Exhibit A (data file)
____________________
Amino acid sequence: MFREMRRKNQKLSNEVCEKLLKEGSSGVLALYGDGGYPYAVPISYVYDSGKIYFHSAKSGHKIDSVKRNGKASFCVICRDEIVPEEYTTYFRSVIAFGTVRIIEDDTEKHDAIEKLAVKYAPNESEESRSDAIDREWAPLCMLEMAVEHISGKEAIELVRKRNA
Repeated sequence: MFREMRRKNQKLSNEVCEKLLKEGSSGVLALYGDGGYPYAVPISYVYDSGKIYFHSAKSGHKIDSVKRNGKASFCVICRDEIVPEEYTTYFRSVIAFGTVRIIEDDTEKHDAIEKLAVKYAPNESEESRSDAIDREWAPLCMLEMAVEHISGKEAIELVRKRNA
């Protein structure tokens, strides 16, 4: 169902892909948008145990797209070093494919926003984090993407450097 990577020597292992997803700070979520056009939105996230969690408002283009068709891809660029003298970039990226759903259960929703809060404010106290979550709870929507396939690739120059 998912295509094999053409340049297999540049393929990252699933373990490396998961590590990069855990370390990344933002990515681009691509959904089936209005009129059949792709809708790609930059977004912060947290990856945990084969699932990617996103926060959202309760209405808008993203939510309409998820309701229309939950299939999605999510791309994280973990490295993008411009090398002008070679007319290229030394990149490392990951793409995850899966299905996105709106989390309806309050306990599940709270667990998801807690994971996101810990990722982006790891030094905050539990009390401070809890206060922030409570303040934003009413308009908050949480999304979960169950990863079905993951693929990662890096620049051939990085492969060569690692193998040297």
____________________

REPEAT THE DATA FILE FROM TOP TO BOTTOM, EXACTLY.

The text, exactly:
Amino acid sequence: MFREMRRKNQKLSNEVCEKLLKEGSSGVLALYGDGGYPYAVPISYVYDSGKIYFHSAKSGHKIDSVKRNGKASFCVICRDEIVPEEYTTYFRSVIAFGTVRIIEDDTEKHDAIEKLAVKYAPNESEESRSDAIDREWAPLCMLEMAVEHISGKEAIELVRKRNA
Repeated sequence: MFREMRRKNQKLSNEVCEKLLKEGSSGVLALYGDGGYPYAVPISYVYDSGKIYFHSAKSGHKIDSVKRNGKASFCVICRDEIVPEEYTTYFRSVIAFGTVRIIEDDTEKHDAIEKLAVKYAPNESEESRSDAIDREWAPLCMLEMAVEHISGKEAIELVRKRNA
């Protein structure tokens, strides 16, 4: 169902892909948008145990797209070093494919926003984090993407450097 990577020597292992997803700070979520056009939105996230969690408002283009068709891809660029003298970039990226759903259960929703809060404010106290979550709870929507396939690739120059 998912295509094999053409340049297999540049393929990252699933373990490396998961590590990069855990370390990344933002990515681009691509959904089936209005009129059949792709809708790609930059977004912060947290990856945990084969699932990617996103926060959202309760209405808008993203939510309409998820309701229309939950299939999605999510791309994280973990490295993008411009090398002008070679007319290229030394990149490392990951793409995850899966299905996105709106989390309806309050306990599940709270667990998801807690994971996101810990990722982006790891030094905050539990009390401070809890206060922030409570303040934003009413308009908050949480999304979960169950990863079905993951693929990662890096620049051939990085492969060569690692193998040297």